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June 8, 2014

AREA PRIESTS ON THE MOVE: Three local parishes to get new leaders

CHARLESTOWN — The Rev. Steven Schaftlein was at St. Michael’s Catholic Church in Charlestown on Friday, March  2, 2012, preparing for the weekly fish fry when he heard a tornado had touched down in Henryville, causing severe damage.

His second parish, St. Francis Xavier, which sits near Henryville Jr.-Sr. High School, was almost destroyed.

He drove to Henryville to survey the damage at his church, and to help begin the process of rebuilding a community that was devastated by the storm. But as one of the spiritual leaders, Schaftlein made sure residents kept their faith despite being surrounded by devastation and loss.

While his church was badly damaged, he managed to hold Mass there two days after the storm.

“I think from the very beginning the residents of the town decided they were not going to be victims of this storm,” he said last year in a story to mark the one-year anniversary of the tornado. “The whole community responded that day. Everyone pitched in.”

The man who helped keep the town together will soon be leaving. He has been reassigned by the Archdiocese of Indianapolis. His last Mass at St. Michael’s and St. Francis will be June 29.

Beginning July 1, Schaftlein will be the new priest at St. Rose of Lima in Franklin and Holy Trinity in Edinburgh. The two parishes are about 10 miles apart, Schaftlein said.

This will be his sixth placement in 36 years of being a priest. He has been at St. Michael’s and St. Francis for 10 years.

“With everything that went on here, when you go through a tragedy together, there is a lot of bonding that goes on,” Schaftlein said.

According to the Archdiocese website, St. Michael’s has a membership of 150 families while St. Francis has 108 families.

Another local priest has also been reassigned. The Rev. Henry Tully, the administrator at St. Mary’s in New Albany, will replace Schaftlein at St. Michael’s and St. Francis. His last Mass at St. Mary’s will also be June 29.

Tully has been at St. Mary’s for six years. He was not available for comment for this story, but several  parishioners at St. Mary’s said he will be missed.  

“Father Tully has been very instrumental in my RCIA [Rite of Christian Initiation of Adults] training and converting to Catholicism. He has also became a very good friend and person to talk to about life or whatever you need to discuss,” said St. Mary’s member George Ott, who has spent his career in the military. “I personally am going to miss him but also know that priests are moved from parish to parish every so many years, just like the Army does our leaders, to keep the leadership fresh and growing the organization.”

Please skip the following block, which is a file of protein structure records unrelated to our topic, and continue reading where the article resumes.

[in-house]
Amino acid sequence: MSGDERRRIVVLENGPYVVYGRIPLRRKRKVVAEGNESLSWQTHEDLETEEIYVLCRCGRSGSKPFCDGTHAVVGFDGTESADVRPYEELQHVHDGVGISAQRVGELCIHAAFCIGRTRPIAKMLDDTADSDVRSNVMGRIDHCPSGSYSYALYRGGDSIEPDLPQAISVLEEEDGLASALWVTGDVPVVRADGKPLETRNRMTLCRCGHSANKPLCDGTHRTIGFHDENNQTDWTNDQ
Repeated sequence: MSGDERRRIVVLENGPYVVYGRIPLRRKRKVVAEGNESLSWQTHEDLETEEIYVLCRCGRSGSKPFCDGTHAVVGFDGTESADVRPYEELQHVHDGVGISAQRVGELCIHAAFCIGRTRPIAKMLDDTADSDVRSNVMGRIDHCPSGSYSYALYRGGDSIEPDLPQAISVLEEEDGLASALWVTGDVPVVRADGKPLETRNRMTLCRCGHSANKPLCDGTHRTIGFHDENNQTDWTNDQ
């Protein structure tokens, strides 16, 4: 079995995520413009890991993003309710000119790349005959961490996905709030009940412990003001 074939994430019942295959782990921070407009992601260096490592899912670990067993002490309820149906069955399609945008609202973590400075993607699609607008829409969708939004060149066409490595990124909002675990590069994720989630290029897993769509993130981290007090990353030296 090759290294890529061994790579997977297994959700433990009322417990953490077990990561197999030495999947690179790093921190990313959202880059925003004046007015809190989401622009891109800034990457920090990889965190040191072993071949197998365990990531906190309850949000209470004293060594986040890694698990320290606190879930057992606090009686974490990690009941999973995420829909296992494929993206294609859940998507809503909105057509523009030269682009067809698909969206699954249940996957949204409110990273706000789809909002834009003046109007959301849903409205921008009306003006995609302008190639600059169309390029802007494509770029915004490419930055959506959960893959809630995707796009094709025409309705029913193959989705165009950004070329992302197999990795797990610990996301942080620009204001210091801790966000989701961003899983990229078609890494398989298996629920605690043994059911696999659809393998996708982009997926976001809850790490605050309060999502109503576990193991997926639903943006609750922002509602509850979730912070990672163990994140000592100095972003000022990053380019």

Tonya Boley is president of the parish council at St. Mary’s and also said members will miss Tully. She said when the Archdiocese decided to close St. Mary’s Academy at the end of the 2012-13 school year, Tully kept the parish moving forward.

“When the Archdiocese announced that our school would be closing, Father Tully was distraught,” Boley said. “It was tough on our entire parish. Everyone has pulled together, with Father’s support, and began to move forward.”

The Rev. Thomas Merrill, a Conventual Franciscan, will be the new priest at St. Mary’s.

Schaftlein, 62, said he hopes this will be is last reassignment before he retires in eight years. He also said he hopes the number of priests increase in the next decade.

“Our numbers have gotten thinner,” he said. “It’s been very flat [numbers] for several decades.”

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Students of the Renaissance Academy's inaugural freshman class placed the final piece of the puzzle on a presentation board at the opening ceremony in Clarksville Tuesday morning. The students, or learners as termed by the RA, will play an integral role in their own education, using hands-on and project based curriculum to learn new information.

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